But your point was about whether it is good to kill babies? Help us out, BD. You have been a little obtuse lately.
Re trees taking over meadows: it happens, unless meadows get mowed and/or baby trees get clipped. There is more forest in CT than there was 150 years ago, due to abandoned farmland. It is still happening.
Okay, now I get it -- it was an enviro-weenie dig at your sister. Sorry for being slow on the uptake. It was still not good.
A little bit of a dig, but also a bit of my opinion that God loves sunny meadows overlooking beaver marshes and surrounded by deep Hemlock woods. But I might be wrong.
It's probably also true, as part of the "dominion over" concept, that God is pleased when saplings are removed in order to cultivate good healthy growth of existing flora.
While another new tree would also make Him happy, if the happiness is compounded for many by said removal - it's a fair cop.
My sister is a greenie, too. More like a weenie, though. I tire of the lectures on the horrors of cable TV (my industry), the benefits of organic food (I'm eating street meat here in NYC at the moment), and how I'm just a Conservative boor (I'm actually a Libertarian philosophical).
BD - This is getting kind of serious, big guy. According to Jerry "America's Gardener" Baker's excellent book "Plants Are Like People" (and my personal gardening bible), plants scream in pain when you pluck their leaves.
When it comes to uprooting young trees, well, I suppose the operative word is...
But that's just Mr. Baker talking. I'm sure plants and trees don't actually scream in pain when hurt.
At least, not audibly.
Somewhat OT, no doubt blasphemous, and I may originally have seen this here at Maggie's, but it was called to mind from this little discussion:
GOD AND ST. FRANCIS DISCUSSING LAWNS
GOD: Francis, you know all about gardens and nature. What in the world is going on down there? What happened to the dandelions, violets, thistle and stuff I started eons ago? I had a perfect, no-maintenance garden plan. Those plants grow in any type of soil, withstand drought and multiply with abandon. The nectar from the long lasting blossoms attracts butterflies, honey bees and flocks of songbirds. I expected to see a vast garden of colors by now. But all I see are these green rectangles.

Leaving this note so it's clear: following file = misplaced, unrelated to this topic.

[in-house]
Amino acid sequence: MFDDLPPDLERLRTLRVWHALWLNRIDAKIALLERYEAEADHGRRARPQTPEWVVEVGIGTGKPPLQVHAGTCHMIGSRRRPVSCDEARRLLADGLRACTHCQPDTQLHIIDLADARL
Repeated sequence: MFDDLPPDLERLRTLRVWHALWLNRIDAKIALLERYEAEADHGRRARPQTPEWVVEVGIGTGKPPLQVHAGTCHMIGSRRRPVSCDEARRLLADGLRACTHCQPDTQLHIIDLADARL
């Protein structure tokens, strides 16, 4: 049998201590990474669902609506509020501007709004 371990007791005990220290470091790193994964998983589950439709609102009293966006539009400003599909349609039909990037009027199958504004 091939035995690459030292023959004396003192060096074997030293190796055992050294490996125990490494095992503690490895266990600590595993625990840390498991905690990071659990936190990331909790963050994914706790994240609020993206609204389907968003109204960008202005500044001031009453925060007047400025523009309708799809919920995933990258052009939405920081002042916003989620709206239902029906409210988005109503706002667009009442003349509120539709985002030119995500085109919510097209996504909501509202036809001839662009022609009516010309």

ST. FRANCIS: It's the tribes that settled there, Lord. The Suburbanites. They started calling your flowers "weeds" and went to great lengths to kill them and replace them with grass.
GOD: Grass? But it's so boring. It's not colorful. It doesn't attract butterflies, birds and bees, only grubs and sod worms. It's temperamental with temperatures. Do these Suburbanites really want all that grass growing there?
ST. FRANCIS: Apparently so, Lord. They go to great pains to grow it and keep it green. They begin each spring by fertilizing grass and poisoning any other plant that crops up in the lawn.
GOD: The spring rains and warm weather probably make grass grow really fast. That must make the Suburbanites happy.
ST. FRANCIS: Apparently not, Lord. As soon as it grows a little, they cut it-sometimes twice a week.
GOD: They cut it? Do they then bale it like hay?
ST. FRANCIS: Not exactly, Lord. Most of them rake it up and put it in bags.
GOD: They bag it? Why? Is it a cash crop? Do they sell it?
ST. FRANCIS: No Sir. Just the opposite. They pay to throw it away.